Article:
Second, it's unlikely either Fox or CBS would dare to make the move to an exclusively paid model, given the amount of backlash they would face from consumers and content partners.

Mostly importantly, however, may be the fact that Aereo's legal arguments are not so different from the ones those same broadcasters made a few years ago. As Michael Berg noted in a TVNewsCheck article, "This service is a 2013 echo of the cable industry that began operations several decades ago. Originally known as CATV (community antenna television), cable, like Aereo, also retransmitted broadcast signals for profit without station permission or compensation."

These comparisons may make broadcasters' arguments seem a little weak. If those companies used the very same tactics 40 years ago, Aereo might argue, shouldn't it be able to do so today?

Aereo founder and CEO Chet Kanojia

Matt Polka, president of the American Cable Association, adds, "Despite their rhetoric, broadcasters don't want people to receive free TV. If companies like Aereo and other so-called disruptive technologies win, which we hope they do, all of that retrans revenue that broadcasters are basing their business plans on will crater. And for consumers, that's a good thing."

At least one cable operator has found a potential use for Aereo as an ally rather than an adversary. Time Warner Cable recently said it would suggest Aereo as an alternative to CBS in markets where it has blacked out CBS owned-and-operated stations. Whether that relationship lasts beyond the standoff, however, remains to be seen.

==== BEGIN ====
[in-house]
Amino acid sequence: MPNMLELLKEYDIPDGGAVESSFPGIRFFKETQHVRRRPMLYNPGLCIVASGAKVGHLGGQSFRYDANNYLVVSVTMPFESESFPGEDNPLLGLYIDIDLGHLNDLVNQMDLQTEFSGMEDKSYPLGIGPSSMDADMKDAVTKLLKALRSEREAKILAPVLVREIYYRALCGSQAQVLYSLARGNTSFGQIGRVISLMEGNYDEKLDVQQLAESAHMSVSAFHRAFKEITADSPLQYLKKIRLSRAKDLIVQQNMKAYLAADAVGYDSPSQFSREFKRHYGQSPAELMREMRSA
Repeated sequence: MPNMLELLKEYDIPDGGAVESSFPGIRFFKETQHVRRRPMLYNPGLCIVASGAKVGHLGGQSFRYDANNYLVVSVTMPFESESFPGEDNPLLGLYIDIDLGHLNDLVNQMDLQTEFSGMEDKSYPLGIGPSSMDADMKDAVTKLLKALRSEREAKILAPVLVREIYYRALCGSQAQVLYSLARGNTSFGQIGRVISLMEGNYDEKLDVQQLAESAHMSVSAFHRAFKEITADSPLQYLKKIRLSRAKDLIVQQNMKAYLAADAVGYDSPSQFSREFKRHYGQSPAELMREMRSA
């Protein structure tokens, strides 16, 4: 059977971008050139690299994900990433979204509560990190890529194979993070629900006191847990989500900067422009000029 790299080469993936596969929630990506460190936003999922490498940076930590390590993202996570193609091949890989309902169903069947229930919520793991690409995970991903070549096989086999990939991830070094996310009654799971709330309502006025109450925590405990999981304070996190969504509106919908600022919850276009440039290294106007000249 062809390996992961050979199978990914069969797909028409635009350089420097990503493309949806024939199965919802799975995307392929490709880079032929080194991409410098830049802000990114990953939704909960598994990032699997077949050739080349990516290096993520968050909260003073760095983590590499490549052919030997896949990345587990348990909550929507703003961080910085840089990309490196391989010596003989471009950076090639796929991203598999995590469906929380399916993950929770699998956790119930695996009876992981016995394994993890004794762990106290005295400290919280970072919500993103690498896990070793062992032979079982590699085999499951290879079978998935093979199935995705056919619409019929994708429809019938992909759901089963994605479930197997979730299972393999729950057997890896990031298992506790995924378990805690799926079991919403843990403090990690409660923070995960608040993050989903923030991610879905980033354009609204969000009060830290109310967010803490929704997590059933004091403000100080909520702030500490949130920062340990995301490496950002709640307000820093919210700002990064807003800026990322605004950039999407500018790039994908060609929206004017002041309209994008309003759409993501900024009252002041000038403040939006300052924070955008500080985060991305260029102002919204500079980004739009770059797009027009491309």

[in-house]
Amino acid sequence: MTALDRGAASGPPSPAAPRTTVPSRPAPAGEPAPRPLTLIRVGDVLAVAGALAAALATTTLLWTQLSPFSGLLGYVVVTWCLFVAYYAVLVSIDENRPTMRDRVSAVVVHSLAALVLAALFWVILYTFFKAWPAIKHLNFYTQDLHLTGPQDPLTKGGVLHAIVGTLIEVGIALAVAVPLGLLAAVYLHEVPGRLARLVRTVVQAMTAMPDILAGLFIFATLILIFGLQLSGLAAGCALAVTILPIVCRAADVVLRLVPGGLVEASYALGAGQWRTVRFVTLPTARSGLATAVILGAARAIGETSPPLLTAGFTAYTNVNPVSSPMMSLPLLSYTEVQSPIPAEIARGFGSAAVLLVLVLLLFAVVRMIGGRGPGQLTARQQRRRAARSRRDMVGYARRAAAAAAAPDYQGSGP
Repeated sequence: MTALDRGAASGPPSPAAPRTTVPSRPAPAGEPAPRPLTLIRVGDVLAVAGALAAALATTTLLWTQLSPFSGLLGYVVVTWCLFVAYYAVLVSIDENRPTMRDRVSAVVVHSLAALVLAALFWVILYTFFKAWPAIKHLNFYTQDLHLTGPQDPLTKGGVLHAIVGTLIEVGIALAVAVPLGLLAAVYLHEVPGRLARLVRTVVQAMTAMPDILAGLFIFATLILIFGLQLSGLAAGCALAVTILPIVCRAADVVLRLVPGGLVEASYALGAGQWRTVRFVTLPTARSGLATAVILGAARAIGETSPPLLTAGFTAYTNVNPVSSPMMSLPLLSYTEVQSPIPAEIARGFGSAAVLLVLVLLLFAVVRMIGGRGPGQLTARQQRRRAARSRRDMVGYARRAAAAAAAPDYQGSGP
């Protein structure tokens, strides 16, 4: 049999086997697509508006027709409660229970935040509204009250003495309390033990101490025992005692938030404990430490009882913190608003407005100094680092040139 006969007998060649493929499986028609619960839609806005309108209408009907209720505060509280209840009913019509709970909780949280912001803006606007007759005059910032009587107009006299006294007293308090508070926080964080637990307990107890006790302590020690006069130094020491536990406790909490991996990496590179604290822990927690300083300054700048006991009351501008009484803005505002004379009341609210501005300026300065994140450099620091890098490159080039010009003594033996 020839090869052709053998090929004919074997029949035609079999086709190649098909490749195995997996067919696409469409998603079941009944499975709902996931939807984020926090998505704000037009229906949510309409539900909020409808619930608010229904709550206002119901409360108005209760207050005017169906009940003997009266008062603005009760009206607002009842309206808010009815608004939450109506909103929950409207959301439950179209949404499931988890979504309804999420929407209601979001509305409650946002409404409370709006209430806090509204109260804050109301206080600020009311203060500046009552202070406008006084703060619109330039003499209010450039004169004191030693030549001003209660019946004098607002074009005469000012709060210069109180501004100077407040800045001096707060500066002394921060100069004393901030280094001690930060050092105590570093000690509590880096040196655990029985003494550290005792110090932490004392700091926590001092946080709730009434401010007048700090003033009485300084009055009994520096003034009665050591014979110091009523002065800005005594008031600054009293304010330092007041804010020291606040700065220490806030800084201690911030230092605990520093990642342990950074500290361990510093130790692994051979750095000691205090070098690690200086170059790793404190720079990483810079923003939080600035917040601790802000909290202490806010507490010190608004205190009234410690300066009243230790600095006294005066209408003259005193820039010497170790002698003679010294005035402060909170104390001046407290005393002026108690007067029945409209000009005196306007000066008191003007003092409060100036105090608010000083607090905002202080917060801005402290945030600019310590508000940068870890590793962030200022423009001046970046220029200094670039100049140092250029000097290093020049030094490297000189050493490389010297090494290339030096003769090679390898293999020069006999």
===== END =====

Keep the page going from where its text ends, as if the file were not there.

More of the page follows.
Aereo also faces challenges from other similar services, but none of them have achieved the geographical range or legal victories that Aereo has. Alki David's FilmOn (formerly Aereokiller) has been blocked by a federal judge pending a ruling over its legality at the end of August, and Ivi TV, another service that streams over-the-air TV signals to online subscribers, was shut down last year. Although Ivi TV has not been active since January 2013, David continues to launch his service, most recently in Seattle, despite the injunction against it.

Kanojia says the legal disputes with broadcasters are not even top-of-mind for him. "Building any startup company is very challenging… these challenges don't end. It's a continuous cycle." But, he added, "people like me thrive in this [environment]."

Just how much Aereo is thriving remains up for speculation. The streaming video provider has not released any user metrics and Kanojia will not comment on how many subscribers it counts, but analysts from companies that monitor and measure the online video space offer cautious commentary.

"We are not seeing them in our deployments [or seeing] any meaningful volume from them," says Gleb Brichko, director of marketing at Qwilt. Britchko brings up an important consideration: How broad will Aereo's reach need to be before it makes a clear impact on the cable and streaming video industry?

Dan Deeth, media and industry relations manager of Sandvine, says his company doesn't have any data on Aereo yet either but he is "expecting to have that data in our next Global Internet Phenomena due out in October."

Wherever Aereo goes from here, you can bet other players in the online video space--and probably those in the cable industry as well--will be watching its every move. --Mariko